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October 28, 1974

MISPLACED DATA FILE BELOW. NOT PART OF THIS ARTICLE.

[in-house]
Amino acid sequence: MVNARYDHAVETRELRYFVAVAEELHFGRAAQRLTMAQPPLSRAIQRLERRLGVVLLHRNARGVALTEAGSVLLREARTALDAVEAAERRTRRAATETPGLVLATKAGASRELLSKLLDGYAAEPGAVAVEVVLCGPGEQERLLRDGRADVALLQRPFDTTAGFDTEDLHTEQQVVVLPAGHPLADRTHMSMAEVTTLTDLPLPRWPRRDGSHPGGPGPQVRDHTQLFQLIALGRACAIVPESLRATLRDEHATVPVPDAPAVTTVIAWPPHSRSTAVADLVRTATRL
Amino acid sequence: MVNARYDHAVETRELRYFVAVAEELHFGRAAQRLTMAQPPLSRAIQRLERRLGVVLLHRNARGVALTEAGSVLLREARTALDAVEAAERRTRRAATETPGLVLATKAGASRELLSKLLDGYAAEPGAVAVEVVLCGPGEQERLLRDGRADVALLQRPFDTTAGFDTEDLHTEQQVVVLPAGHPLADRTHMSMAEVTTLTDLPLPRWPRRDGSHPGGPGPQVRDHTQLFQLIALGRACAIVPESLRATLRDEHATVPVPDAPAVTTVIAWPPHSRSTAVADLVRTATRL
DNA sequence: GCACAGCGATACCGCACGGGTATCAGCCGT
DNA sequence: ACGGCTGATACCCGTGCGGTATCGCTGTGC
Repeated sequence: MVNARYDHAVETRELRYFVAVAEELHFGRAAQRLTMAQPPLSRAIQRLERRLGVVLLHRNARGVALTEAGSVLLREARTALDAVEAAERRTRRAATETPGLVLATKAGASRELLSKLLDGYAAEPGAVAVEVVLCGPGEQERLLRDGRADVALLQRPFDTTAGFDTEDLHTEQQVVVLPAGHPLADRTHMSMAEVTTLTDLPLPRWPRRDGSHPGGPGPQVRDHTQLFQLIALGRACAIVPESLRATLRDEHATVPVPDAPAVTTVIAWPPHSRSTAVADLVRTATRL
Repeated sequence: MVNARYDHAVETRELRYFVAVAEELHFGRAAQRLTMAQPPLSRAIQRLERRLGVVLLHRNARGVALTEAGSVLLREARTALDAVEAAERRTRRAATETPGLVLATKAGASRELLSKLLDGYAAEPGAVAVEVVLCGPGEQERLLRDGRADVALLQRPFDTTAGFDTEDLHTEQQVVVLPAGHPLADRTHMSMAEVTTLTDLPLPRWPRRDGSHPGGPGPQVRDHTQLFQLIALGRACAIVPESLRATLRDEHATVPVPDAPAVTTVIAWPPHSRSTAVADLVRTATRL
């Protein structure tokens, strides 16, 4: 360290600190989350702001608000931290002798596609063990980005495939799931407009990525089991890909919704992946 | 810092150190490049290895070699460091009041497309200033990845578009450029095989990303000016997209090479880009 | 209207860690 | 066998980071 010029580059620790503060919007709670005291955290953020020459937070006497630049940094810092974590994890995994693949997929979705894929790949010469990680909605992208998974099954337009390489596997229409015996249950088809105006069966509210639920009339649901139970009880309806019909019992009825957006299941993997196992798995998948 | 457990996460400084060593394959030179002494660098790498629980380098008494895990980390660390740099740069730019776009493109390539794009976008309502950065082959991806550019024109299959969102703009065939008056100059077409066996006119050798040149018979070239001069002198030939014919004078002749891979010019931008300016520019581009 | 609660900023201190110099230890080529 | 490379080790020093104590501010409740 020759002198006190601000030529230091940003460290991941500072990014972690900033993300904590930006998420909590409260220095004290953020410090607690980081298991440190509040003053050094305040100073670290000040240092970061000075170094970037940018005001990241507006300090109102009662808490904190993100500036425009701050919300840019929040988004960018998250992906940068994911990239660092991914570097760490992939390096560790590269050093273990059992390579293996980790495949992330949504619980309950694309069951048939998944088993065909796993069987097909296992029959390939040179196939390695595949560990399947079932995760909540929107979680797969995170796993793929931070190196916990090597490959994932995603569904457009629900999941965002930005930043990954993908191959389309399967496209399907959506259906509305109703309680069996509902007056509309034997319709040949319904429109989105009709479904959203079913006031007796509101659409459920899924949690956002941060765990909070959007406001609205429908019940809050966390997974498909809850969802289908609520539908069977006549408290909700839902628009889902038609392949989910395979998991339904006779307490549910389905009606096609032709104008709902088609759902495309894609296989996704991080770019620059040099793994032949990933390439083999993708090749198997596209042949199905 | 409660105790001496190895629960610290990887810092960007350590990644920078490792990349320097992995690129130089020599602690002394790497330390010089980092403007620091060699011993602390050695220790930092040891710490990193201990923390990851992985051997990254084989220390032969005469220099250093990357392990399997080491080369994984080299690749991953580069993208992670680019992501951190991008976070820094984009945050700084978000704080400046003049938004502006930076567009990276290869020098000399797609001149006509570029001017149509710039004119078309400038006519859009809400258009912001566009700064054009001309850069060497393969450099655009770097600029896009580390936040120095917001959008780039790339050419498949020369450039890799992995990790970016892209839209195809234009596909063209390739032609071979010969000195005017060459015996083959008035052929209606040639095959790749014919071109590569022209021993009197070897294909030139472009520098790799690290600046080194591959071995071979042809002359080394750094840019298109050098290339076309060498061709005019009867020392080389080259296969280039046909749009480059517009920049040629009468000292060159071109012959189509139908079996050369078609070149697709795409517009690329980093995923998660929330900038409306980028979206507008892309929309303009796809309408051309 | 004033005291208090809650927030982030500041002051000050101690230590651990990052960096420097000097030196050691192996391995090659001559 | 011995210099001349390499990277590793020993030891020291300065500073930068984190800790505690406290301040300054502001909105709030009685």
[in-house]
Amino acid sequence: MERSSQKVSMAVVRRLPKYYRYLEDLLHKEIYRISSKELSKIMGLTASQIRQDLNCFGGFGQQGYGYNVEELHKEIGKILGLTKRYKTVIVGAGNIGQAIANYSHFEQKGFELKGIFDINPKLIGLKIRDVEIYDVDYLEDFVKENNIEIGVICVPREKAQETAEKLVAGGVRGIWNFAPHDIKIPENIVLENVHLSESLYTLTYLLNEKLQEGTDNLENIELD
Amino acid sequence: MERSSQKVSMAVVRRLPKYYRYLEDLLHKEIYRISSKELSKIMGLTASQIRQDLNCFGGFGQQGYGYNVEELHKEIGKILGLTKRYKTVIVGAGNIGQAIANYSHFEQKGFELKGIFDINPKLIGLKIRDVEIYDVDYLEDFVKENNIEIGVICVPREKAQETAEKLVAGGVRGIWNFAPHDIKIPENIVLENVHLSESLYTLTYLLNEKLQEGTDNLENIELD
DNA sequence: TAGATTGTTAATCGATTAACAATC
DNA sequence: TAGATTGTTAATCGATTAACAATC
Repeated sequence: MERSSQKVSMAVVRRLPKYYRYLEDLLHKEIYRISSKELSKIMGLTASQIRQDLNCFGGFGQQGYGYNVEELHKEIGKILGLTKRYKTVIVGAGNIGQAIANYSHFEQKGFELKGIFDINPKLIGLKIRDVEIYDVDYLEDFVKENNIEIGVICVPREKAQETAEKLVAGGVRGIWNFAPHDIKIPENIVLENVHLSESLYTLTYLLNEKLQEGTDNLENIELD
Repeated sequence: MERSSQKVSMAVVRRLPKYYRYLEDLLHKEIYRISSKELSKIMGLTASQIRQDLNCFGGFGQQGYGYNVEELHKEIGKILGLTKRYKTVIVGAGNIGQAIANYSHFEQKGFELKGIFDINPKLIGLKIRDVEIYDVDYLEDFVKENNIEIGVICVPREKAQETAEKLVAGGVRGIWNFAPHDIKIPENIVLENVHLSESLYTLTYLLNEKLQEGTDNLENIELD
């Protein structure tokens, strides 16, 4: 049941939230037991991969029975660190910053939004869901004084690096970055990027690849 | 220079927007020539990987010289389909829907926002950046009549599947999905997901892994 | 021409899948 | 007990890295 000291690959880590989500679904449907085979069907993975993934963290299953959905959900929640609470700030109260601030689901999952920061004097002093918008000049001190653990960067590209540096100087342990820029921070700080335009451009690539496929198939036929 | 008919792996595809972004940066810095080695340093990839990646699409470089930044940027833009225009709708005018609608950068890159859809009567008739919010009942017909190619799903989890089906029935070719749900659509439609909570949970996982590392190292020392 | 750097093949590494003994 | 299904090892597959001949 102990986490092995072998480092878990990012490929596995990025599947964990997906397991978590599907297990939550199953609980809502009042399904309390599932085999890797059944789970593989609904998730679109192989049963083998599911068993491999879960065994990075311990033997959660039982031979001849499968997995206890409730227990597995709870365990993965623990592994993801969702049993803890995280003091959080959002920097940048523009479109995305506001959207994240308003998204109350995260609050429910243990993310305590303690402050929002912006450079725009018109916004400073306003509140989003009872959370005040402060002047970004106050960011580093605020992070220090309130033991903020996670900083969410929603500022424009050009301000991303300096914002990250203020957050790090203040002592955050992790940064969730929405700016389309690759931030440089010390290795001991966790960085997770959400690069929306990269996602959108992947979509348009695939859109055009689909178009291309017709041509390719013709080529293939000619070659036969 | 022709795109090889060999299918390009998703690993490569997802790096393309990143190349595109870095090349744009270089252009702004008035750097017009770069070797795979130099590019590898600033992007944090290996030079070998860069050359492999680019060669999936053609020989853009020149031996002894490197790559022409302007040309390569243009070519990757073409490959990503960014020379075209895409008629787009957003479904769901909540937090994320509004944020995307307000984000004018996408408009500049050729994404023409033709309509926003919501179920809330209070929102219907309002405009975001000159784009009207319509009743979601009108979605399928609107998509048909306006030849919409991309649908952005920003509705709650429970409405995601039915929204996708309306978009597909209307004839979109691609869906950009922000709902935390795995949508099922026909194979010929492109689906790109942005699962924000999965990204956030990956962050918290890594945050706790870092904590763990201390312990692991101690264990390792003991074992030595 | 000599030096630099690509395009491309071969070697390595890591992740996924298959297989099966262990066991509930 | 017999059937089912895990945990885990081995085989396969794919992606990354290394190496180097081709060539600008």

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Approved For Release 2003/09/09 : CIA-RDP96-00787R000200180001-2 QUANTUM PHYSICS AND PARUSYCHOLOGY The 23rd Annual International Conference of the Parapsychology Foundation, Inc. Hotel La Reserve, Geneva, Switzerland August 26-27, 1974 An iAterpretative conference report containing some comments about prospects in parapsychological research. SG1I October 28, 1974 Approved For Release 2003/09/09 : CIA-RDP96-00787R000200180001-2 Approved For Release 2003/09/09 : CIA-RDP96-00787R000200180001-2 I. INTRODUCTION The 23rd Annual Conference of the Parapsychology Foundation was held at the Hotel La Reserve, Geneva, Switzerland on August 26 and 27, 1974. The subject of the conference was "Quantum Physics and Parapsychology'", a topic selected at the instigation. of Arthur Koestler, the well-known author,. who in recent years has interested himself in the subject of parapsychology. His recent book, The Roats of Coincidence, ' reflects this interest. The putative relation between quantum physics and para- 11 psychology arises because the apparent non.-common sense features accepted in~quantum physics may be analogous to the non-common sense features observed in parapsychological phenomena. In any case the conference was ostensibly devoted to an exploration of the physical bases for parapsychology. Complete texts of all ten of the papers presented at this conference have previously been supplied. A summary and critique of the contents of each of the ten papers appears in the Appendix of this report. At the conference a discussion period followed the presentation of each paper, a"nd at the conclusion of the conference another more general discussion took place. The proceedings of this conference, containing both the submitted papers and the verbal discussion, is scheduled for publication in June 1975 by the Parapsychology Foundation, Inc., 29 West 57th Street, New York. A brief official account of the conference will appear sooner in their "Newsletter of the Parapsychology Foundation". The following discussion of conference content is based upon attendance Approved For Release 2003/09/09 : CIA-RDP96-00787R000200180001-2 Approved For Release 2003/09/09 : CIA-RDP96-00787R000200180001-2 at all the sessions, subsequent study of written versions of the papers, and private conversations with nearly all of the personalities present. II. ANALYSIS OF THE PURPORT OF THE CONFERENCE The reality of ESP was an accepted fact at this conference. When discussion of the reality of the phenomena occurred, it was concerned only with methods of securing public acceptance and belief in paranormal cognition. Some doubt was expressed of the usefulness of public demonstrations to "blue--ribbon panels", but all agreed on the necessity of more research support. It became clear that there exists at present no adequate theory of paranormal perception which can furnish a physical basis-for the phenomena. The existing attempts at physical theories are speculative, incomplete, at at best poorly substantiated; although some ideas were presented which might furnish the seeds of fruitful investigation. These ideas are discussed in more detail below. The conference evidenced a rough division of attitudes toward parapsychology into two schools~of thought. Researchers share a general acceptance of the strangeness of it all, but on the working level some believe-progress in understanding can be achieved through extension and use of existing scientific knowledge and methods, perhaps by some new synthesis. The others basically favor a more philosophical and mystical approach, and believe that nothing short of a complete revolution of thought, maybe into more spiritual directions, can cope with the challenge. The "mystics" characterize the physical approach as Approved For Release 2003/09/09 : CIA-RDP96-00787R000200180001-2 Approved For Release 2003/09/09 : CIA-RDP96-00787R000200180001-2 naive reductionism. The "reduct9.onist:~~~, for lack of a better term, retain their faith in the efficacy of traditional scientific methods. These categories are a convenient simplification of complex attitudes and some individuals show traces of both orientations. In vi.ow,of the conference topic it was surprising that the ('mystics" were strongly represented. The presentations of Chari, Firsoff, Whiteman, and'Bastin seem to fall in the mystical category. Verbal comments of Arthur Koestler would, place him also in this group. At the conclusion of the conference he expressed disappointment that the ideas were not "crazy" enough and voiced scepticism at seeking explanation of ESP in existing physical theories. These contributions to the conference seem to offer no avenues of physical understanding and will not be discussed further. The remaining papers presented at the conference are more physical' in content. Of the theoretical papers Costa de Beauregard gave the most general and perhaps the best formulated analysis of a possible physical basis for ESP. His presentation consisted of words, and not equations, but the concepts discussed were readily understandable by a theoretical physicist., No specific mechanism was proposed, but information theory was interwoven with some established physical principles to describe a framework within which ESP might be unc1or:itood. The ideas of Costa do Beauregard are unifying in character, rather analogous to the unifying character of the enemy concept in conventional physics, ana like the concept of energy could establish broad guidlines without supplying a detailed mechanism. For example, the idea discussed by Feinberg, that precognition is a memory propagated from the future, is subsumed in Approved For Release 2003/09/09 : CIA-RDP96-00787R000200180001-2 Approved P:or`Release 2003/09/09 : CIA-RDP96-00787R000200180001-2 t Costa de-Beauregard's thinking. Puthoff presented some speculations about apparent features of his PK experiments which are also consistent with the same overall picture. Indeed'if any common thread emerged-from the physical side of the conference, it was that somehow information theoretic concepts must play an important role in ESP. The connection is established through the equivalence of information theory with physical probability and Its role both in quantum theory and in macroscopic entropy. A detailed and partially quantitative physical theory of ESP was presented by Walker. This theory may err through its use of overspecific and poorly justified assumptions. It relies heavily on some explicit conjectures about neural activity in the brain, and also postulates-an essential- function in consciousness and psi communication for the so- called "hidden variab,tes" of quantum theory. A simple empirical method of quantifying the results of ESP experiments was-proposed by Schmidt. This quantification, if appropriate, would permit the various experimental manifestations of. ESP ( precognition, clairvoyance, PK, etc.) to be interrelated. Experimental papers describing striking PK and remote viewing experiments with gifted paragnosts were presented by Puthoff and Targ. In terms of normal standards of scientific conferences the gleanings of theoretical understanding from this conference are somewhat sparse, particularly if a physical basis of ESP is the object. The phenomena of ESP have undergone a great deal of experimental verification, but a basic understanding of paranormal perception is evidently still lacking. The material presented at this conference only indicates a bare beginning of a rational, physical, interpretation of parapsychological phenomena. Approved For Release 2003/09/09 : CIA-RDP96-00787R000200180001-2 Approved For Release 2003/09/09 : CIA-RDP96-00787R000200180001-2 III. MINERAL CONCLUSIONS AND GUIDELlnE$ The picture of ESP research derived from attendance at this conference and supplemented by a study of publications in-the open literature forms the basis of the following general comments. 1. Knowledge of normal perception and neural data processing in the brain is still limited, even though the physical basis of normal perception is well-founded. The wide area of ignorance or partial knowledge surrounding even normal. mental function is indicative of the possible impediments to attaining a coherent understanding of paranormal perception. The physical paradoxes of ESP are severe, but even were a physical basis'if ESP established, much would remain unknoim. In short;,- progress-in this area may require not only increased understanding of the physical basis of the phenomena, but also advances in cybernetics and neurophysiology as well. 2. The ideas of Costa de Beauregard form the most auspicious point of departure for development of a physical understanding of ESP. These ideas sre favored because of their broad physical base, their use of general information concepts, and because they contain a minimum of ad hoe assumptions. Although some elementary deductions are immediately r possible, this theoretical framework is, as yet, insufficiently articulated. Additional analysis and calculation is needed to explore detailed consequences of the,basic general idea. Experimentally verifiable i predictions and relations should be sought, and the theory should be f, scrutinized for guidolinas'to meaningful. experimental. efforts. Such Approved For Release 2003/09/09 : CIA-RDP96-00787R000200180001-2 Approved For Release 2003/09/09 : CIA-RDP96-00787R000200180001-2 a program would represent a firm physically-based attempt to understand some of the mechanism of ESP, but could not be expected to produce immediate results. 3. For practic..al purposes-the investigation and experimental verification of empirical regularities governing the occurrence, content, and reliability of paranormal events should not be disdained. Although theory is always valuable, it may not be absolutely essential. It is quite-possible to know enough about a phenomenon to use it effectively, or to evaluate its use, without possessing any deep understanding of its nature. The human race used fire for thousands of years without understanding chemistry. Identification and quantification of physical. and psychological conditions for inhibition and enhancement of psi effects is especially desirable. The apparent spontaneity of these phenomena and their independence of most referents poses the most serious obstacle to their application. It is difficult to perceive the purpose served by research in parapsychology which does not attempt to relate the phenomena to controling conditions. Parapsychology may have application provided such relationships exist on some level, even r the level of total empiricism. 4. Regardless of the level of understanding of paranormal perception it is clear that information derived by this means is incomplete, subject to error and distortion, and sometimes completely erroneous. In many cases the accuracy is amazing, but complete errors are also frequent. A percipient may be unable to reliably estimate his oim accuracy. Approved For Release 2003/09/09 : CIA-RDP96-00787R000200180001-2 Approved For Release 2003/09/09 : CIA-RDP96-00787R000200180001-2 These inherent features raise the. fundamental problem of how such erratic information can be utilized, How can the output of paranormal perception be assessed according to its completeness and/or reliability so as to optimize its use and minimize the effect of errors? The pecq jar features of ESP derived information demand that these problems be-addressed if such information is to serve a useful function. SG1I Approved For Release 2003/09/09 : CIA-RDP96-00787R000200180001-2 Approved For Release 2003/09/09 : CIA-RDP96-00781R000200180001-2 APPENDIX A Sutmnary and Critique of Each Paper Presented at the Conference Approved For Release 2003/09/09 : CIA-RDP96-00787R000200180001-2 Approved For Release 2003/09/09 : CIA-RDP96-00787R000200180001-2 1. FOUNDATIONS OF 'AR~1~'i-IYSICAL AND P,ARAPSYC!tOI:,OGIC~~ P)t:C~t0i "1A. Evan Harris Walker, B.RL, Aberdeen Proving Grounds, Maryland. SUMMARY: The oral talk consisted only of an outline summary of ideas and results; Study of a 'written version (69 pages) of this tali, together with previous papers referenced therein is required to evaluate the thinking of Dr. Walker. The written version of this talk explains a theory of psi phenomena resting upon several foundations: 1. A theory of consciousness developed by Dr. Walker (referenced but not explained) in which triggering of nerve synapses is influenced by. single quantum-level processes, and in which there are computed 3 basic rates of data processing in the brain, a.) Subconscious data rate 2.4(10)12 bits/sec. b.) Conscious data rate 7.5(10) bits/sec. c.) Attention set or. "will" d,cta rate 3(10) bits/sec. 2. The notion of "hidden variables" in quantum theory. These "hidden variables" ere not present in standard quantum theory, and are called "hidden" because they are inaccessible to direct measurement. There is no e:poriment,al verification of necessity for such v~.!riables, but they have been conjectured solely for philosophical -)r logical motives. The roll of those variables is to fix the precise outcome of a quan- tum event (or measurement), nn outttcono which in standard quantum theory is only determined in terms of its probability. The outcome of a. q.uan- tum event must be the same for all observers regardless of location or time lapse, so "hidden variables" potentially provide a communica- tion channel independent of space and time. Approved For Release 2003/09/09 : CIA-RDP96-00787R000200180001-2 Approved For Release 2003/09/09 : CIA-RDP96-00787R000200180001-2 3. The assertion that the attention set or "tri.l1" data rate in the brain is the rate at which "hidden variable"-governed quantum processes are influencing the mind, or at which the mind can influence quantum proc- esses. Such a mind-mind or mind-object link provides a "hidden var- iable" theory of psi phenomena, suitable for telepathy, clairvoyance, precognition, and PK. Since according to this theory the "will" or paranormal data rate, 3(10) 4 bits/see, is a very small fraction of the conscious data rate, 7.5(10) bits/sec, the rarity of paranormal cognition is explained. Assuming a perceptive cue may occur at random from either data rate permits a calculation of the incidence of psi ability in an individual or a population. Fair agreement results. A detailed calculation is presented of the effect of quantum uncertainties in the initial position and velocity of a cubical die which bounces down an inclined plane. This experimental situation amplifies initial quantum uncer- tainties into macroscopic differences in the final position of the die? The results of PK placement experiments on rolling dice are consistent with those calculations, lending credence to the belief that PK operates by resolving quantum uncertainty. CRITIQUE: 1. The somewhat dubious contention that the triggering of nerve syngpsos is a quantum process requires more substantiation. The author's ar- gumezits leading to this contention) though published or reported, are not readily accessible. A like statement applies to his calculation and interpretation of the three fundamental data rates in the brain. All the aut'hor's ideas form an interlocking system which has evolved over several years. To*secur.e acceptance, or even objective consid- Approved For Release 2003/09/09 : CIA-RDP96-00787R000200180001-2 Approved For Release 2003/09/09 : CIA-RDP96-00787R000200180001-2 eration, these thoughts should be combined into a single, concise, and self-cunt .ned presentation, which the present paper is not, 2. Hidden variables are controversial and by no means form a part of ac- cepted physical theory. No compelling physical evidence requires them, unless psi phenomena itself constitutes such evidence. Invocation of physical hidden variables for a theory of consciousness is a radical assumption, justifiable only by successful results. 3. The theory has not yet predicted anything. The calculations of, the incidence of psi ability, and of the influence of quantum uncertain- ties upon dice rolling, show consistency with experiment but do not test the fundamental assumptions of the theory,. The former calcula-- 4. tion depends only upon a single number (the ratio l:lo ), and the latter is a physical calculation. 'Regardless of its validity, Dr. Walker's theory is the most explicit, detailed, and quantitative theory of psi phenomena presented at this conference; though perhaps not the most fundamental. Unlike some of the other papers its contents are sufficiently explicit to neit de- tailed criticism and evaluation, and to at least offer some possibil- ities of experimental assessment. Approved For Release 2003/09/09 : CIA-RDP96-00787R000200180001-2 13 Approved For Release 2003/09/09 : CIA-RDP96-00787R000200180001-2 2. PR E,CGGNITTOI`1-L OF TUINGS FUTURE? Gerald Feinberg, Department of Physics, Columbia University, New York. SUM MY: The suggestion is advanced. that precognition may be knowledge of a future state of the percipient's mind rather than prior knowledge of an objective state of the physical world. Thus, like memory where the mast state of the mind is recalled, precognition is perception of a future state of the mind. Professor Feinberg notes that the theory of electromagnetic radiation, and other physical theories, in principle permits both time retarded and time ad- vanced solutions. The time advanced solutions which propagate information from future to past are customarily excluded for the reason that they have not been observed experimentally. The possibility exists of some small admixture of time advanced solution together with the dominant time retarded solution. In the case of electromagnetic theory experiments are presently testing this pos- sibility to the accuracy of one part in 10 If one assumes that the mechanism of memory, whatever it may be, likei?rise permits a small admixture of time advanced solutions as well as the usual time retarded ones which we call memory, we have the phenomena of occasional pre- cognition based upon perception of a future state of the mind. Precognition of events is possible only if the percipient learns of the event at some time in the future. These speculations would receive experimental substantiation if precog- nition is influenced by the same factors as influence memory. CRITIQUE: Basically a trivial paper, containing one idea expressed in the title, Approved For Release 2003/09/09 : CIA-RDP96-00787R000200180001-2 Approved For Release 2003/09/09 : CIA-RDP96-00787R000200180001-2 together with some standard physics which is only related to psi phenomena by virtue of a strained analoty between electromagnetic radiation and memory processes. 14 Approved For Release 2003/09/09 : CIA-RDP96-00787R000200180001-2 Approved For Release 2003/09/09 : CIA-RDP96-00787R000200180001-2 3. IPA RSYCTIOLOGYJAi'TTTR-T LOGIC APP ITIYOT? `!1 IO!-T T'?-OF C.T.K. Chari, Madras Christian College, Madras, India Professor Chari did not attend the conference. His paper was read by Harold Puthoff. ) 15 SUIT4ARY: ,In addition to three tyres of conventional biological information; 1.) ge- netic, 2.) environmentally conditioned, and 3.) symbolic and recorded communi- cation; the author postulates a 4th type of information network, the psi-net- work. The logic of this network would be non-BoaLean. Understanding the psi network may require use of recently proposed concepts in the quantum theory of measurement and in information theory. CRITIQUE: A paper written in the context of philosophy and formal logic without, however, a clear internal organization. It provides no theory clear enough for experimental: verification or further development. The principal value of the paper is its numerous citations of recent work in the philosophy of quan- tum mechanics and in information theory. Indeed this paper reads like an over- abbreviated review article. Since C.T.K. Chari did not attend the conference he read advanced drafts of some of the presented papers and submitted a written version of his reac- tions to them. entitled. An Indian Parapsychologist's Reactions to the Geneva Conference on "Quantum Physics and Parapsychology" Approved For Release 2003/09/09 : CIA-RDP96-00787R000200180001-2 Approved For Release 2003/09/09 : CIA-RDP96-00787R000200180001-2 4e UANM PARADOXES AI'1D ARISTOTLE t S TWOFOLD INFORr,1ATION CONCEPT C). Costa de Beauregard, Institut Henri Poincarc, Paris, France S Th RY: The problems of relativity, time reversibility, and entropy increase lead to consideration of measurement processes in the context of information theory. A measurement process by which information is acquired produces an increase in entropy, since negative entropy must be supplied equal to or greater than the information acquired. Such a process is a learning or a perceptual process. An entropy increasing process is dissipative, and'dissipation is a requirement of macroscopic causality in the normal sense of past determining the future or, equivalently, retarded waves. The author proposes the reverse process ( an ordering process) whereby pre-existing information is converted into order, a process which occurs whenever any conceptual scheme is actualized to produce macroscopic order. Ordering decreases entropy. An entropy decreasing process-is the reverse of dissipative and implies macroscopic acausality (or finality) in the sense of the future situation determining the past, or advanced waves. Both processes, which were foreshadowed in Aristotle's thinking, can be represented by the two chains of equivalence: Measurement'-~ Information Entropy Increase Dissipation Causality Retarded Wave Past to Future Information- Ordering Entropy Decrease Anti-Dissipation Finality Advanced Waves Future to Past Approved For Release 2003/09/09 : CIA-RDP96-00787R000200180001-2 Approved For Release 2003/09/09 : CIA-RDP96-00787R000200180001-2 Although de de facto the first column predominates in natural macroscopic processes, the inverse process of the second column is or theoretical possibility and indeed must also occur. At the microscopic level of elementary quantum processes one might expect a spmnetry between the two columns, similar to the other symmetries of microscopic physics ( time reversal, charge conjugation, etc.). Since probability plays a central role in quantum theory, the two types of process depending respectively on increasing and decreasing order, have tight consequences. Some of these are PK by use of corcious information to control a quantum process, and telepathy by the linked outcome of quantum measuritg-processes. Basically these considerations are summarized in the statement that the wave function of quantum mechanics propagates probabilities. It is not a physical field which propagates, but rather an information field. CRITIQUE: .;Though scarcely providing an explicit theory, this paper hews closely to established physical understanding.. It provides a theoretical framework which not only may connect observed ESP effects with quantum mechanics, but which also places ESP in the very general context of information theory. Whatever else it may be or may involve, ESP does deal with information. In addition the paper points up how information theory may underlie some very deep- physical principles. This is a provocative paper, perhaps the most profound physical discussion at the conference. It may perhaps formulate a general foundation upon which could be built an intelligible physical theory-of ESP. Approved For Release 2003/09/09 : CIA-RDP96-00787R000200180001-2 Approved For Release 2003/09/09 : CIA-RDP96-00787R000200180001-2 5. LIFT OD C U11IvTTU;1 P r ICs V.A. Firsoff, Royal Astronomical Society, London, England SUr4SARY: This paper uses the ideas expressed by Monod (Jacques 1?onod, Chance ani necessity, 1972 ) as a framework for exuounding the theme that ment